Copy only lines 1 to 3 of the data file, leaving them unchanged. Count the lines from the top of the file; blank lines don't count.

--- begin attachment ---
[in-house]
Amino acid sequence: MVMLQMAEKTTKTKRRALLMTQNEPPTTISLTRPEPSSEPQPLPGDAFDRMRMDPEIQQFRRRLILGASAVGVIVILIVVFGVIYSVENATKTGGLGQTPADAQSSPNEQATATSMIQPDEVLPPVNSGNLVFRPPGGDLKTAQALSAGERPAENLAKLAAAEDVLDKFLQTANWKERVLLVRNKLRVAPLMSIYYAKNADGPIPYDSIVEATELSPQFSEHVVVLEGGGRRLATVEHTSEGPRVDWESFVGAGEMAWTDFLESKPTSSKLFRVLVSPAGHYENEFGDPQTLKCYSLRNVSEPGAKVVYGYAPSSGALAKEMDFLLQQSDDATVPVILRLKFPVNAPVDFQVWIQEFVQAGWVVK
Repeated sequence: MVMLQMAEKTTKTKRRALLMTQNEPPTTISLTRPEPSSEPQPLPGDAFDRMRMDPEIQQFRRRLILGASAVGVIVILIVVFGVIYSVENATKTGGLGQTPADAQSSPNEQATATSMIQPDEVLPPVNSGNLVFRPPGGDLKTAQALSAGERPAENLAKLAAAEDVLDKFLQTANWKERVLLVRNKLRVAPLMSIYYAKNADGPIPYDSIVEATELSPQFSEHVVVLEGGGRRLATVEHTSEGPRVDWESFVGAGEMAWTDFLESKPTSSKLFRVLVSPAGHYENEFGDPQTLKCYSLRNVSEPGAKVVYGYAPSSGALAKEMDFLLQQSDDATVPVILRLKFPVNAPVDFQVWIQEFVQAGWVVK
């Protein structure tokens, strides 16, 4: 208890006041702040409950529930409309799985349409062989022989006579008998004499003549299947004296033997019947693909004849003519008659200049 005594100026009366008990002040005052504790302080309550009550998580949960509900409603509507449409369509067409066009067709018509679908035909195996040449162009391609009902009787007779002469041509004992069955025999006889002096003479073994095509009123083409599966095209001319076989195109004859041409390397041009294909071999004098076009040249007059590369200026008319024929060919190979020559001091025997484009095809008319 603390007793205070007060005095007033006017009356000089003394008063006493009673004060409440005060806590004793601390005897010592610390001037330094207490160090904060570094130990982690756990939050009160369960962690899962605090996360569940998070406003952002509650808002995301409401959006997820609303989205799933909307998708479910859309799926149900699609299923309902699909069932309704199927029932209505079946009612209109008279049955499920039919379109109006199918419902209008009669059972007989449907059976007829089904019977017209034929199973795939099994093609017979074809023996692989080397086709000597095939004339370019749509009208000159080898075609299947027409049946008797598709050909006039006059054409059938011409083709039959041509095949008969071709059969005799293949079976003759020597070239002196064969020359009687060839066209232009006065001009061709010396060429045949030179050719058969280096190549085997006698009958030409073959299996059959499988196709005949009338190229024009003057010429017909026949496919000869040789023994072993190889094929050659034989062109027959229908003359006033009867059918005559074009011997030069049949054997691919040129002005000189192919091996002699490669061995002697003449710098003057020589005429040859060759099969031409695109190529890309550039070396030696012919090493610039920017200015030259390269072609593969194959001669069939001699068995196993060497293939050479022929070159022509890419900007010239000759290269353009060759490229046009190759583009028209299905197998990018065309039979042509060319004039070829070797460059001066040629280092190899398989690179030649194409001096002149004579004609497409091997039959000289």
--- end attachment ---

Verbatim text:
[in-house]
Amino acid sequence: MVMLQMAEKTTKTKRRALLMTQNEPPTTISLTRPEPSSEPQPLPGDAFDRMRMDPEIQQFRRRLILGASAVGVIVILIVVFGVIYSVENATKTGGLGQTPADAQSSPNEQATATSMIQPDEVLPPVNSGNLVFRPPGGDLKTAQALSAGERPAENLAKLAAAEDVLDKFLQTANWKERVLLVRNKLRVAPLMSIYYAKNADGPIPYDSIVEATELSPQFSEHVVVLEGGGRRLATVEHTSEGPRVDWESFVGAGEMAWTDFLESKPTSSKLFRVLVSPAGHYENEFGDPQTLKCYSLRNVSEPGAKVVYGYAPSSGALAKEMDFLLQQSDDATVPVILRLKFPVNAPVDFQVWIQEFVQAGWVVK
Repeated sequence: MVMLQMAEKTTKTKRRALLMTQNEPPTTISLTRPEPSSEPQPLPGDAFDRMRMDPEIQQFRRRLILGASAVGVIVILIVVFGVIYSVENATKTGGLGQTPADAQSSPNEQATATSMIQPDEVLPPVNSGNLVFRPPGGDLKTAQALSAGERPAENLAKLAAAEDVLDKFLQTANWKERVLLVRNKLRVAPLMSIYYAKNADGPIPYDSIVEATELSPQFSEHVVVLEGGGRRLATVEHTSEGPRVDWESFVGAGEMAWTDFLESKPTSSKLFRVLVSPAGHYENEFGDPQTLKCYSLRNVSEPGAKVVYGYAPSSGALAKEMDFLLQQSDDATVPVILRLKFPVNAPVDFQVWIQEFVQAGWVVK